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The past five years have seen the development of what Mukherjee, S. (2018. Playing subaltern: Video games and postcolonialism. Games and Culture, 13(5), 504–520) and Murray, S. (2018. The work of postcolonial game studies in the play of culture. Open Library of Humanities, 4(1), 1–25) (amongst others) term postcolonial game studies. Postcolonial game studies looks at how games represent colonial and postcolonial environments in the story worlds they present, and also considers how these games are consumed by players in postcolonial nations. Fittingly, it is a critique both of how games reproduce colonial tropes. In this essay, I argue that the work of decolonizing games requires that we also decolonize play. Here I shall argue that the foundational theories of play that game scholarship is predicated upon are built upon a racist and xenophobic binary that pits civilization against barbarism. This binary is a consequence of a white European canon of game studies scholarship that has supported a grand theory of play apprehended only through an etic lens. If we are to consider the future of game studies, I think we should work to decolonize play. Crucially, we must attend to how Black, Indigenous, and people of color (BIPOC) play globally and consider the many other ways—beyond merely games—that this play is articulated.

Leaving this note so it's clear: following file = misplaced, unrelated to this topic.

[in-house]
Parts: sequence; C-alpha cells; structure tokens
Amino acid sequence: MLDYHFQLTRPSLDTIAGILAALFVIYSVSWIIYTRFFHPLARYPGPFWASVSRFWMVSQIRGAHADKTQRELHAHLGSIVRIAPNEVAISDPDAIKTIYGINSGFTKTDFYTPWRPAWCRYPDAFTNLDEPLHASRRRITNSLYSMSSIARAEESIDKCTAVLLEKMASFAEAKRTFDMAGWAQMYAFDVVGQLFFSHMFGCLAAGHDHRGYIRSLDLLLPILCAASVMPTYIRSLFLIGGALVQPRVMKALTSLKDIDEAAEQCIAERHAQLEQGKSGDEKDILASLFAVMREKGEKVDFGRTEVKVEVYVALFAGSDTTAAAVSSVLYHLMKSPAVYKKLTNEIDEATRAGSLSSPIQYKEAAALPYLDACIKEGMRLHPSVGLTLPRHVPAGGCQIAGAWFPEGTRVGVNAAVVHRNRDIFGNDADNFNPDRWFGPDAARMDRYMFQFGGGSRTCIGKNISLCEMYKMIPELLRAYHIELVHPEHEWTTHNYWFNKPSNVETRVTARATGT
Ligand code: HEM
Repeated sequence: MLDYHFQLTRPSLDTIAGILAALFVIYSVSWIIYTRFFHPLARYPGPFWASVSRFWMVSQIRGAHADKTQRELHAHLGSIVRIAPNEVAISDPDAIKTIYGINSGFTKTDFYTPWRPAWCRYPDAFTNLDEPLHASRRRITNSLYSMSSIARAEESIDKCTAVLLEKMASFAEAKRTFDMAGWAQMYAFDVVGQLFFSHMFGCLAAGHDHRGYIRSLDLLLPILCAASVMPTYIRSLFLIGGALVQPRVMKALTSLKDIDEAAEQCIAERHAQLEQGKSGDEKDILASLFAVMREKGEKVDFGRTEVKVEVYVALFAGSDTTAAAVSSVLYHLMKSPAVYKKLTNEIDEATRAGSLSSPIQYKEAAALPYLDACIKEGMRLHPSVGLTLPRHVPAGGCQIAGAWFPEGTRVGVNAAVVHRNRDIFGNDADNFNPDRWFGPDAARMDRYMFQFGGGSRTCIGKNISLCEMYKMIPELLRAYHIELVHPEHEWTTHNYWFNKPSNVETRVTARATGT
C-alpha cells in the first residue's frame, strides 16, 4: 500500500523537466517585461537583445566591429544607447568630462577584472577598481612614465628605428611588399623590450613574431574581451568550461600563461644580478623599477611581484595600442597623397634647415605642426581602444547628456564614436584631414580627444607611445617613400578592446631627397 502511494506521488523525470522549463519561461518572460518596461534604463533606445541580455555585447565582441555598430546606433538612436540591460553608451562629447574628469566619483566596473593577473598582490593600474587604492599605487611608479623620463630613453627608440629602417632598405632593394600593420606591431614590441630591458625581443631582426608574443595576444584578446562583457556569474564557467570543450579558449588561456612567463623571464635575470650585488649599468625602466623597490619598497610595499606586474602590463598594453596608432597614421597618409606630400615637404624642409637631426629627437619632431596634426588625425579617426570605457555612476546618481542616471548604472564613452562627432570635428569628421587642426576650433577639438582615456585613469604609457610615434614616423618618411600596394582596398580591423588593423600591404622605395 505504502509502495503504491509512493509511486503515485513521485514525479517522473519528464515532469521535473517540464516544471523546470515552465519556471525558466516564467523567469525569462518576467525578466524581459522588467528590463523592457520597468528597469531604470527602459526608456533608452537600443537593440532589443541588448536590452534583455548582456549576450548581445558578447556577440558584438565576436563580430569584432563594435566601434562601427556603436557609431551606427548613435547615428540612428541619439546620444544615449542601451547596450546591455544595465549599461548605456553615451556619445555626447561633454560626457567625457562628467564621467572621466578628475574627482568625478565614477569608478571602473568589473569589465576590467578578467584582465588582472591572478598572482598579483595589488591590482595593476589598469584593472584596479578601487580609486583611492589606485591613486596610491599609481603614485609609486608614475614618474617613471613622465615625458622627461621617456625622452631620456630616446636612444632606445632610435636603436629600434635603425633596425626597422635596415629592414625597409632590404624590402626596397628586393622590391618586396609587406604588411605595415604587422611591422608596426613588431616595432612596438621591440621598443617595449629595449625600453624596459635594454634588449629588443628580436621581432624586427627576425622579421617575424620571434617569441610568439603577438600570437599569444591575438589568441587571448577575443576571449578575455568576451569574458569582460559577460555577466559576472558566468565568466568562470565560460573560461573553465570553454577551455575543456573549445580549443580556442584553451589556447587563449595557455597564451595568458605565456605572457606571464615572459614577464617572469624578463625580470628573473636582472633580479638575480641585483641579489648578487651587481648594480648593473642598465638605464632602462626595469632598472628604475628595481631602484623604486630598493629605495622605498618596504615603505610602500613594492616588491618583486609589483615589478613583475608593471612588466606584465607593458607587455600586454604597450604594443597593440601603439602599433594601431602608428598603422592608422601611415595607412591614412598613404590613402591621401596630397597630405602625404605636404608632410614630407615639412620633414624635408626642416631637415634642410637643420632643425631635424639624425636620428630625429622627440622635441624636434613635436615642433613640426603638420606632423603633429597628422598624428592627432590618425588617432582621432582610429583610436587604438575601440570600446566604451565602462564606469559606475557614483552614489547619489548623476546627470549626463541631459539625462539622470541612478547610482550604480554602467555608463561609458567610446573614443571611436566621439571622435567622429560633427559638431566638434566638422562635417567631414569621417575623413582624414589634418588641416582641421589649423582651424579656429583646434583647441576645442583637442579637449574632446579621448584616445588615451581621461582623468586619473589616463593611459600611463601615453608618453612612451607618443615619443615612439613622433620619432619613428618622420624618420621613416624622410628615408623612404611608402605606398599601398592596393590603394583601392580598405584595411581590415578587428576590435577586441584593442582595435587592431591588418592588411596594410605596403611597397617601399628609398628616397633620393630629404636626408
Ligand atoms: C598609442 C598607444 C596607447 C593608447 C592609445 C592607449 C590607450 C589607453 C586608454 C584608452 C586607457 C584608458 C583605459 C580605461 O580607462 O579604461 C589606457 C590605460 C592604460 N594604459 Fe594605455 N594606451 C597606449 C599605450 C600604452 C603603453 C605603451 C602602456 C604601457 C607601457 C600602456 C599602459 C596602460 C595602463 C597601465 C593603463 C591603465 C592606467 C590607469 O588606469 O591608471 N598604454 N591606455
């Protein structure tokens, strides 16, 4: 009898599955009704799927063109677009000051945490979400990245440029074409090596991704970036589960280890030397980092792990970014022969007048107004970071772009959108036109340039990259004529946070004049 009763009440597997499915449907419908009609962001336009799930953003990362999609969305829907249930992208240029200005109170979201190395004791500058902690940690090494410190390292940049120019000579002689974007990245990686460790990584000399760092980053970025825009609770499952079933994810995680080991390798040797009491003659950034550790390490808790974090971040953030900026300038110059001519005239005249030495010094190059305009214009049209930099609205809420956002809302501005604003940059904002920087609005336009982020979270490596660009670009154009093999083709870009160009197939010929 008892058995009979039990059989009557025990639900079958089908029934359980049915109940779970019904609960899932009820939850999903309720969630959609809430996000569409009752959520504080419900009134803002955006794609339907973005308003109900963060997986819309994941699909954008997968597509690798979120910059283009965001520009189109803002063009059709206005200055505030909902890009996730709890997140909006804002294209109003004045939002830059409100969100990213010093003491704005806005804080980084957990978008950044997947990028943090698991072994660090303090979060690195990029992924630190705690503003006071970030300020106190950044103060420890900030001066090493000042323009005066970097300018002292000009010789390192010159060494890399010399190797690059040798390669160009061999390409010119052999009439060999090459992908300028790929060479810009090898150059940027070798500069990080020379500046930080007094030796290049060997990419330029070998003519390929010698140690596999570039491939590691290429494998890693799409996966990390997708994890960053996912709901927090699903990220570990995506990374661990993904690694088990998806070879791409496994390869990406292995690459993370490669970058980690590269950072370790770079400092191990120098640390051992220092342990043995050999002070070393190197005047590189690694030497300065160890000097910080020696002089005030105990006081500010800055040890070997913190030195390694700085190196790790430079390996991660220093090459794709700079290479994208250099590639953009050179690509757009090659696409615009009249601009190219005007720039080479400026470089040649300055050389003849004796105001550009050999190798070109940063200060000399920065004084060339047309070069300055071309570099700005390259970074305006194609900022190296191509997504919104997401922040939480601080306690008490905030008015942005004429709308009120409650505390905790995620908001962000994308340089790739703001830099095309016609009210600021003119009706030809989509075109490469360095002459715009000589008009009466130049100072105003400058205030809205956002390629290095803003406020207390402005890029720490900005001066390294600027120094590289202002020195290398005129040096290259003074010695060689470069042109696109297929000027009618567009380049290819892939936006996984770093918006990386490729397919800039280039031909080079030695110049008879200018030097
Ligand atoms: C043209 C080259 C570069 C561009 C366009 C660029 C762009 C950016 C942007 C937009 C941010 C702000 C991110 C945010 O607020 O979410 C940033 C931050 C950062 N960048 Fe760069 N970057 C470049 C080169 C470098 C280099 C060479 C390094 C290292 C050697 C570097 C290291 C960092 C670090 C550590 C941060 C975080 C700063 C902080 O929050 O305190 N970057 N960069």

Trammell, A. (2022). Decolonizing play. Critical Studies in Media Communication, 39(3), 239–246. https://doi.org/10.1080/15295036.2022.2080844